Sourdough Slider Rolls

Sourdough Slider Rolls

These sourdough rolls are perfectly sized slider rolls but can easily be used as a dinner roll; they taste fantastic with a knob of butter dipped in your favorite soup or used to soak up the last morsels of a delicious curry. A bit of decadence with the addition of a sprinkling of tasty cheese over the top just prior to baking finishes these rolls of nicely and goes well with the tang of fresh sourdough bread. Unsurprisingly, these do not last long in our household.

For the  process video, click on the link below:

I originally made these to have as a freezer backup roll for my son’s lunchbox. The idea being that I would always have a couple of delicious rolls in the freezer to make his lunch with in case life got away from me. However, they were so delicious we ate the whole batch for dinner and there were none left to do a test in the freezer. I am sure they would freeze fine but I will need to to let you know how they go in the freezer another day – if I ever have any leftover rolls to freeze!

As I am currently 36 weeks pregnant and looking like I am about to pop! I have been busy making freezer meals left, right and centre. My freezer is very full with delicious ready to heat and eat lasagne, pasta bakes, curries and even dessert pies! I plan to share the best (and probably the worst too, if I know where it all went wrong) as I consume them after the new arrival has come earth-side of me. This recipe was meant to be the start of a series of posts and videos on awesome freezer lunchbox ideas. i.e. things you can make well ahead of time or in batches, freeze and then just pop in the lunchbox the night before or morning of a school day ready for the little person to consume at morning tea or lunchtime (or afternoon tea).

Recipe Notes

As always, if I can share my knowledge, experiences or any tips on a recipe I try to detail them in each recipe post so here are a couple of items I thought might be useful to anyone keen to give these a go.

How Do I Know My Sourdough Starter is Active?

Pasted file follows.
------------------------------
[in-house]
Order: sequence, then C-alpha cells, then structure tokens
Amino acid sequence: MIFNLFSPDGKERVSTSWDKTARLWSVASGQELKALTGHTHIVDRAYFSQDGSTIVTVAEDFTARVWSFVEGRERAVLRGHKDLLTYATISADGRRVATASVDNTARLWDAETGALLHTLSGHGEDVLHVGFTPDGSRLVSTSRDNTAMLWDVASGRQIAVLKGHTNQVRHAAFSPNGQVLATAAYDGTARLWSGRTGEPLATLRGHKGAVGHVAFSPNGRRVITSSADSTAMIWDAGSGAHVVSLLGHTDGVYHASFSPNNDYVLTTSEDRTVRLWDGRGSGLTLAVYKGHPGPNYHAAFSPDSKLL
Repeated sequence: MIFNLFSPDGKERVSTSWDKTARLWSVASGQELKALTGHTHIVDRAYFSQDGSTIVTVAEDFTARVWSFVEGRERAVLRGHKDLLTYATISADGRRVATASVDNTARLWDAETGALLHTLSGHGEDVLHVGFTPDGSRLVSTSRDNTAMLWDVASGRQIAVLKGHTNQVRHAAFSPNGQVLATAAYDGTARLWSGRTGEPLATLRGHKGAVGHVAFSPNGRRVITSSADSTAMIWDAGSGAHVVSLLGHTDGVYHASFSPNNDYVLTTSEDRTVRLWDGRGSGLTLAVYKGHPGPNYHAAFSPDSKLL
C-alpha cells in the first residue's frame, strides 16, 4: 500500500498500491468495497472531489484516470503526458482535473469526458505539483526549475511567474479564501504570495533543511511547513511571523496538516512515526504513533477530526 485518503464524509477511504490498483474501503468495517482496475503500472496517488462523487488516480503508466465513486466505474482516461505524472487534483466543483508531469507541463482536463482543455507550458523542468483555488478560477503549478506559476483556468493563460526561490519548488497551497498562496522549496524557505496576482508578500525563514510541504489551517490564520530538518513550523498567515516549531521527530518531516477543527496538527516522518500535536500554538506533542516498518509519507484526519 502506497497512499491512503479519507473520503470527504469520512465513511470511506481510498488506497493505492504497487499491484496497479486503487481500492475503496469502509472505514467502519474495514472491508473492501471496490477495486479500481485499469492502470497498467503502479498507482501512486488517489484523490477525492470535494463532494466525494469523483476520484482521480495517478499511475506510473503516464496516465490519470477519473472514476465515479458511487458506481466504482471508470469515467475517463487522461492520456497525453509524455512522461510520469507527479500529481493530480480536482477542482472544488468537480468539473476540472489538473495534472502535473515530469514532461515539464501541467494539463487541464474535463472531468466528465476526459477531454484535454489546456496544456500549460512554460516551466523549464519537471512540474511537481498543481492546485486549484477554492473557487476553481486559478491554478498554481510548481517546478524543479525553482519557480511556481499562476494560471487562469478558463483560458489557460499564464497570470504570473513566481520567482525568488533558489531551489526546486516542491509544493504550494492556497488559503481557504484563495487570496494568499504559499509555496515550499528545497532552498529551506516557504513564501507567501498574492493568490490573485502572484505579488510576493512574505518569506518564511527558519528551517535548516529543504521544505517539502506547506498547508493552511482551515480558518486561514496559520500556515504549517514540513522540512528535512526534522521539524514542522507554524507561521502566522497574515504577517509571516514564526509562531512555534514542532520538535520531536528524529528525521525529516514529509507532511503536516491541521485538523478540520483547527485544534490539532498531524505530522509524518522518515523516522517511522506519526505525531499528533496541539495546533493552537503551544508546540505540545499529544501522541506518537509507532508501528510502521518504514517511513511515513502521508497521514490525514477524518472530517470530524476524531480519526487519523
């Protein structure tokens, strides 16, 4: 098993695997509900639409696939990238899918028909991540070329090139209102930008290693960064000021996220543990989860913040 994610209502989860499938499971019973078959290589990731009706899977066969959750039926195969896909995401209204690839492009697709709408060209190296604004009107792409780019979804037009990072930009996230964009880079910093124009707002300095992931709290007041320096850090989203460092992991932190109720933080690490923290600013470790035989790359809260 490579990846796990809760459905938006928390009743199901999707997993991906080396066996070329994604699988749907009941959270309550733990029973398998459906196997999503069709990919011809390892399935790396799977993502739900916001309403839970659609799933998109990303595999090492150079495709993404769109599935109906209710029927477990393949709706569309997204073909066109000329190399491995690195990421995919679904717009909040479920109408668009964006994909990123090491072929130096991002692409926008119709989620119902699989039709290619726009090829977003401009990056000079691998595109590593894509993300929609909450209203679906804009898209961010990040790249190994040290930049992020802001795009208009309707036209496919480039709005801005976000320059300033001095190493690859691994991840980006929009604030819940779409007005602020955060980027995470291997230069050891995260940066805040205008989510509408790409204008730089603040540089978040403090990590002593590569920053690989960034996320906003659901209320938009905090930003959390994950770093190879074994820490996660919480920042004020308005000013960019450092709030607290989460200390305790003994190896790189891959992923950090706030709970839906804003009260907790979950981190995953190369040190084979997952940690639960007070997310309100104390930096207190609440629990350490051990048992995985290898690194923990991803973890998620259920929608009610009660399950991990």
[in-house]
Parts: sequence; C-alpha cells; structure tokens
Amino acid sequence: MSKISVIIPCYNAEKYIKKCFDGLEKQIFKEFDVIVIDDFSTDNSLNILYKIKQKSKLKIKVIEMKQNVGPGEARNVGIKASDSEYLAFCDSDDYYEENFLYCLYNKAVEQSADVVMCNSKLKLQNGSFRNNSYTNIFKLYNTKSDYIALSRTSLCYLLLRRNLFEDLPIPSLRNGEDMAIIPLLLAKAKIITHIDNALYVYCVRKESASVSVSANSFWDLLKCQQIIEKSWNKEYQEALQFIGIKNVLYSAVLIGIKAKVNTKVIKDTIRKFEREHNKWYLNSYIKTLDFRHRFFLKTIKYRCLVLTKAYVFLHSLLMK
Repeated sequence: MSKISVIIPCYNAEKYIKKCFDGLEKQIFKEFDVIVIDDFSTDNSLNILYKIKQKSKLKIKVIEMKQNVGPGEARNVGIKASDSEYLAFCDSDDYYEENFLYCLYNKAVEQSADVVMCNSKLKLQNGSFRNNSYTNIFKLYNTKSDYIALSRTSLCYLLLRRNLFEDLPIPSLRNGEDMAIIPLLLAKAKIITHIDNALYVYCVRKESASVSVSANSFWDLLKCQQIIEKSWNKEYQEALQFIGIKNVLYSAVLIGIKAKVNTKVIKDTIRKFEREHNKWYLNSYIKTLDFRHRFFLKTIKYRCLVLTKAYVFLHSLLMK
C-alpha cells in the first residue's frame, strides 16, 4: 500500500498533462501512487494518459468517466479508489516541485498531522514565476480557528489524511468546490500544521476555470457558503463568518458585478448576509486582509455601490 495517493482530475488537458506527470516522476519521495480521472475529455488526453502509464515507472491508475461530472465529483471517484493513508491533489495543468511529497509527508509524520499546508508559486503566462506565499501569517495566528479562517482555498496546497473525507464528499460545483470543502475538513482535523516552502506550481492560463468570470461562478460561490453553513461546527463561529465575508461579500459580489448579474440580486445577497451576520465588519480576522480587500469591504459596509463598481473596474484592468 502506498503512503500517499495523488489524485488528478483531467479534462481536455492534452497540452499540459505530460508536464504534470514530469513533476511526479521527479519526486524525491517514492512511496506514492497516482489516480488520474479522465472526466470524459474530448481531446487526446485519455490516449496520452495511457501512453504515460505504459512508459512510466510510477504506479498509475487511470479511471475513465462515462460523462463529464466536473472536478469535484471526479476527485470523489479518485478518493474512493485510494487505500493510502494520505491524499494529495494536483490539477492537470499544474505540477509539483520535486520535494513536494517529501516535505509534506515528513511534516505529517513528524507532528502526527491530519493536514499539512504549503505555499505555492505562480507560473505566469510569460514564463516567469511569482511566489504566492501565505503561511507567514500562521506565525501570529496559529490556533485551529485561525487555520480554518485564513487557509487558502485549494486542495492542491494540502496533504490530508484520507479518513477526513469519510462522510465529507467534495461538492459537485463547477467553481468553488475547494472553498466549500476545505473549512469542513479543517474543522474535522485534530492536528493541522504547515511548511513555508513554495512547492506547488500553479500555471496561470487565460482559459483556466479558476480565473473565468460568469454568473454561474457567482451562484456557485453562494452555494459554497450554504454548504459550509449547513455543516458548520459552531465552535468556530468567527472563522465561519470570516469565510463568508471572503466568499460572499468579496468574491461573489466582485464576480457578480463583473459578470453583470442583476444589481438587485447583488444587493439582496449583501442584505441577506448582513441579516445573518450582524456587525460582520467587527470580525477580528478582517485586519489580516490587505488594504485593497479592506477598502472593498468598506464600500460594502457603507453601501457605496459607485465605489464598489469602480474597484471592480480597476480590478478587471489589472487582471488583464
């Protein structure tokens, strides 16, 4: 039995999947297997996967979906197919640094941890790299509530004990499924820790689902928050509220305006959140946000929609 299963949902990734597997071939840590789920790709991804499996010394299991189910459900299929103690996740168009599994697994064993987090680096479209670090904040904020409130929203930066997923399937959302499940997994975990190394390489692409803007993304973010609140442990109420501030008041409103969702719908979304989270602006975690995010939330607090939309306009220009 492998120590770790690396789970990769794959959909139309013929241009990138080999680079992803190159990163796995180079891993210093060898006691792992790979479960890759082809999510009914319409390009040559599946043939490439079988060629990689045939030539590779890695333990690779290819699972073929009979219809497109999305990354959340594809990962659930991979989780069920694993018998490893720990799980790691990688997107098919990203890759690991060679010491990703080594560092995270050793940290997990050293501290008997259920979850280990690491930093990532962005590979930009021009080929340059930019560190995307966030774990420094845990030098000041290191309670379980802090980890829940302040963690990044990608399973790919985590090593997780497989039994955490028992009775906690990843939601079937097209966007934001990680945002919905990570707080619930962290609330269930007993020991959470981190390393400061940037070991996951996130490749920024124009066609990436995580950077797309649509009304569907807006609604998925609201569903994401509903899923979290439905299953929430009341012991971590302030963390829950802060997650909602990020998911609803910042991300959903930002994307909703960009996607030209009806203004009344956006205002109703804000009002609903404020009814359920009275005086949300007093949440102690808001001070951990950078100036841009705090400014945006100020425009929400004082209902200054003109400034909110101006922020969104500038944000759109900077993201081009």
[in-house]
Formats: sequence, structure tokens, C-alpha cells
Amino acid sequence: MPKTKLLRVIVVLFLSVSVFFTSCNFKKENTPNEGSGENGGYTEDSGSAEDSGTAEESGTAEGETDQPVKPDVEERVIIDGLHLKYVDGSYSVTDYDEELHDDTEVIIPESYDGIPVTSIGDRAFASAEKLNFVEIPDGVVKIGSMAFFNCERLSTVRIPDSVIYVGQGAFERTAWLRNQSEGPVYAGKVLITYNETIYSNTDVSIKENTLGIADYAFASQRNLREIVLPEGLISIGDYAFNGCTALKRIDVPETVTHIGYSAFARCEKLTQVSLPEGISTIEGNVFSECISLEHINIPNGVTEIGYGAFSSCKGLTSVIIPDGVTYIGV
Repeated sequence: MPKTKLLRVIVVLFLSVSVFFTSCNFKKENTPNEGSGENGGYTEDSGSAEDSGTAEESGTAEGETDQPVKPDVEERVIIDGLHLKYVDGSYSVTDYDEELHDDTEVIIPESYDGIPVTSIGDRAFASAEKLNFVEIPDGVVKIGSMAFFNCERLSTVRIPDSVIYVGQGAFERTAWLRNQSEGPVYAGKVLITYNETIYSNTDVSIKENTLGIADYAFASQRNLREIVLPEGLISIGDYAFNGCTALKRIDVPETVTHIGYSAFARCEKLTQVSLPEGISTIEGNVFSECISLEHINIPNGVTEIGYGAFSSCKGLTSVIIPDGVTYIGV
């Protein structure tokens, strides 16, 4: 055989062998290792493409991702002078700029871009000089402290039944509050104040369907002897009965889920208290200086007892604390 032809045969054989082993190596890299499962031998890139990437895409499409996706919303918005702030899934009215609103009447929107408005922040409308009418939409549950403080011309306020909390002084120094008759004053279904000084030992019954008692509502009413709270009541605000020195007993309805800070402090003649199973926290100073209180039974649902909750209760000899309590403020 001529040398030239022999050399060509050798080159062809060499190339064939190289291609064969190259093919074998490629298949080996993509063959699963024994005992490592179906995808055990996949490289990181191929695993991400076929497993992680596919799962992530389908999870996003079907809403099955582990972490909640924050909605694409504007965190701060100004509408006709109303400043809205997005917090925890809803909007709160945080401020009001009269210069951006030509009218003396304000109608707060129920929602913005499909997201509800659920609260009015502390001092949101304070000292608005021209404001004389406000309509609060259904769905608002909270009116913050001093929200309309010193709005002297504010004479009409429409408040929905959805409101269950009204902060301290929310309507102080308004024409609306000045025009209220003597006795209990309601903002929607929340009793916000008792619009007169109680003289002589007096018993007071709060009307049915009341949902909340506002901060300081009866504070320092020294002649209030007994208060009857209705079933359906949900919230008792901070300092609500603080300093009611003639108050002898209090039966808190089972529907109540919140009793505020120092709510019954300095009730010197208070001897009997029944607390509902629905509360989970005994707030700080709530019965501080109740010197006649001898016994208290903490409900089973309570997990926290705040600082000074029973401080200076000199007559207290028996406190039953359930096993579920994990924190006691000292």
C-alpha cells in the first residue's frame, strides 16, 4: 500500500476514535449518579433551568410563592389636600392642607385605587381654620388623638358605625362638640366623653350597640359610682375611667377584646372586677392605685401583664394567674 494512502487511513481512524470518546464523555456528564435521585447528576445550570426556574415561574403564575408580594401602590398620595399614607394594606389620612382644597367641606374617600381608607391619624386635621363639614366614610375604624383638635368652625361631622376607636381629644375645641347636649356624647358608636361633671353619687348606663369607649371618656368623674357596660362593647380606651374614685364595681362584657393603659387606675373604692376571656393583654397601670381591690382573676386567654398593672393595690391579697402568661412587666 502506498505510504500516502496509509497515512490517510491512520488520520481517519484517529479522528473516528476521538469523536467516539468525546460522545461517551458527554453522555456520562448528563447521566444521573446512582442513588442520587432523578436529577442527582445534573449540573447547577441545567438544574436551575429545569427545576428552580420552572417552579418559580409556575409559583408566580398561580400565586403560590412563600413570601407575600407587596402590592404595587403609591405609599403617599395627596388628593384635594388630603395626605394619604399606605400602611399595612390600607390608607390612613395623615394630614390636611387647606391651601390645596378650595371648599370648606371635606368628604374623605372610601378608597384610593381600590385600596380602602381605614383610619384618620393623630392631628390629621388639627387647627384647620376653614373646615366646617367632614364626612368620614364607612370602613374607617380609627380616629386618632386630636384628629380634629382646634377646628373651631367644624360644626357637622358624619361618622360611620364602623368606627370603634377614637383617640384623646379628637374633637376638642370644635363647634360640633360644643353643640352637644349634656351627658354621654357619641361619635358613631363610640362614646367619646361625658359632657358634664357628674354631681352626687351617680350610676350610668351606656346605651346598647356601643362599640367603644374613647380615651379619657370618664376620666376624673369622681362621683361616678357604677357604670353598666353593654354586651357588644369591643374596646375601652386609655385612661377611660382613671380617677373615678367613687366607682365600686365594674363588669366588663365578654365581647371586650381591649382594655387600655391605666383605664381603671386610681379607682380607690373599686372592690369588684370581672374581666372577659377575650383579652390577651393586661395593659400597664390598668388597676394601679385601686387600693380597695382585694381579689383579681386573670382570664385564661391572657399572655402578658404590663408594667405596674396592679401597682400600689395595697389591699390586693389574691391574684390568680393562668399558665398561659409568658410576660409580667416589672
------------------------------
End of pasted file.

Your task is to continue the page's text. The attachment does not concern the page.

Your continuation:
To get a reasonable rise and softness with these rolls I like to use nice and active starter. This recipe uses half a teaspoon of surebake yeast to give the rising action a boost but the more active the sourdough starter, the more pillow-y these slider rolls will turn out.  For my sourdough starter, i know that if I feed it and leave it in a warm place on my kitchen bench, then about four hours later I will have a jar of nice and active starter to use. Another trick is the rubberband trick where you place a rubberband at the top of the level of your sourdough starter after you have just fed it and wait until the depth doubles in height. A more reliable test is to scoop a spoonful into a cup of water and if it floats, it is good and active and ready for slider bun use.

It’s the Middle of Winter, How Do I Keep My Dough Warm?

A great trick my mum taught me to get a warm place for dough rising and proving is to just turn on the oven on a very low heat for a few minutes. This creates a great warm place in the kitchen to leave your bread products to rise and prove even in the middle of winter.

Do You Have to Cover the Dough With Plastic Wrap? It’s Not Very Sustainable.

Short answer is no. Long answer is that the dough needs to be covered whilst rising and proving to prevent a skin from forming which results in hard stodgy crunchy bits in the bread and it helps with heat retention. However, once again, a tip that originated from my mum, is to use a slightly damp warm tea towel to cover the bowl containing dough. This technique works well when using a warmed oven as your warm place as the sealed oven retains the moisture. On a hot summer’s day, it is probably not the best of ideas as the tea towel could easily dry out and give you the unwanted skin effect. Personally I have used plastic wrap for this recipe because I reuse it after the main rising proving stages to cover the slider rolls whilst they are rising and I do not like the idea that it is possible for tea towel remnants to stick to my rolls as they are rising; I figure that any plastic that sticks to the rolls while they are rising will be easy to remove or at least easier to remove.